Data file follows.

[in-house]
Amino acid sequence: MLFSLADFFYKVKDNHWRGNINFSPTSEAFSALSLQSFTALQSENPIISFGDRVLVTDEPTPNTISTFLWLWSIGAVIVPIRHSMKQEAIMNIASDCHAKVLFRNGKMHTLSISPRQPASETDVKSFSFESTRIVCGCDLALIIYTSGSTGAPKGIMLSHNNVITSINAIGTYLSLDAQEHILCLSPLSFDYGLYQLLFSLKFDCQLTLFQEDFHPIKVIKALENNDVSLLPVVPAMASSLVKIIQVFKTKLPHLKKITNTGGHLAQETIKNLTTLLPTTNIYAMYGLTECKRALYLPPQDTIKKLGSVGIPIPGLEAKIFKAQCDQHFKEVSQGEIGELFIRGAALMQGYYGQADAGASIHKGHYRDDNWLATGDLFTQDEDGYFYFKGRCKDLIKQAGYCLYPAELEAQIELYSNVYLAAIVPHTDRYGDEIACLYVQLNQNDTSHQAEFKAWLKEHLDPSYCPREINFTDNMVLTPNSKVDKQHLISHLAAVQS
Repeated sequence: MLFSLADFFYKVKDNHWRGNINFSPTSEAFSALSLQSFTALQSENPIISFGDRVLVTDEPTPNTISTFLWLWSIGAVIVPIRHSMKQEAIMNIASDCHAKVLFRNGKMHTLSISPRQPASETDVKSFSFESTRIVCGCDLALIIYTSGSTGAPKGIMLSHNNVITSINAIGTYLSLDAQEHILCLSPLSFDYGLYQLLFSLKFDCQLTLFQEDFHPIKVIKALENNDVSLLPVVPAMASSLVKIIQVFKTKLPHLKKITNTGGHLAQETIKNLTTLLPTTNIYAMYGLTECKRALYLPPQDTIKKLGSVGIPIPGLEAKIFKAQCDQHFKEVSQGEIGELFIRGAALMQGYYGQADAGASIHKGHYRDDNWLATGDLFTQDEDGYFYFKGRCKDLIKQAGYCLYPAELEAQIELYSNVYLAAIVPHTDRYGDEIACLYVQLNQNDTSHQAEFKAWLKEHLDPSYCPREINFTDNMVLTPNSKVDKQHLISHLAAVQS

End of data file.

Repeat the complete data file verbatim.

[in-house]
Amino acid sequence: MLFSLADFFYKVKDNHWRGNINFSPTSEAFSALSLQSFTALQSENPIISFGDRVLVTDEPTPNTISTFLWLWSIGAVIVPIRHSMKQEAIMNIASDCHAKVLFRNGKMHTLSISPRQPASETDVKSFSFESTRIVCGCDLALIIYTSGSTGAPKGIMLSHNNVITSINAIGTYLSLDAQEHILCLSPLSFDYGLYQLLFSLKFDCQLTLFQEDFHPIKVIKALENNDVSLLPVVPAMASSLVKIIQVFKTKLPHLKKITNTGGHLAQETIKNLTTLLPTTNIYAMYGLTECKRALYLPPQDTIKKLGSVGIPIPGLEAKIFKAQCDQHFKEVSQGEIGELFIRGAALMQGYYGQADAGASIHKGHYRDDNWLATGDLFTQDEDGYFYFKGRCKDLIKQAGYCLYPAELEAQIELYSNVYLAAIVPHTDRYGDEIACLYVQLNQNDTSHQAEFKAWLKEHLDPSYCPREINFTDNMVLTPNSKVDKQHLISHLAAVQS
Repeated sequence: MLFSLADFFYKVKDNHWRGNINFSPTSEAFSALSLQSFTALQSENPIISFGDRVLVTDEPTPNTISTFLWLWSIGAVIVPIRHSMKQEAIMNIASDCHAKVLFRNGKMHTLSISPRQPASETDVKSFSFESTRIVCGCDLALIIYTSGSTGAPKGIMLSHNNVITSINAIGTYLSLDAQEHILCLSPLSFDYGLYQLLFSLKFDCQLTLFQEDFHPIKVIKALENNDVSLLPVVPAMASSLVKIIQVFKTKLPHLKKITNTGGHLAQETIKNLTTLLPTTNIYAMYGLTECKRALYLPPQDTIKKLGSVGIPIPGLEAKIFKAQCDQHFKEVSQGEIGELFIRGAALMQGYYGQADAGASIHKGHYRDDNWLATGDLFTQDEDGYFYFKGRCKDLIKQAGYCLYPAELEAQIELYSNVYLAAIVPHTDRYGDEIACLYVQLNQNDTSHQAEFKAWLKEHLDPSYCPREINFTDNMVLTPNSKVDKQHLISHLAAVQS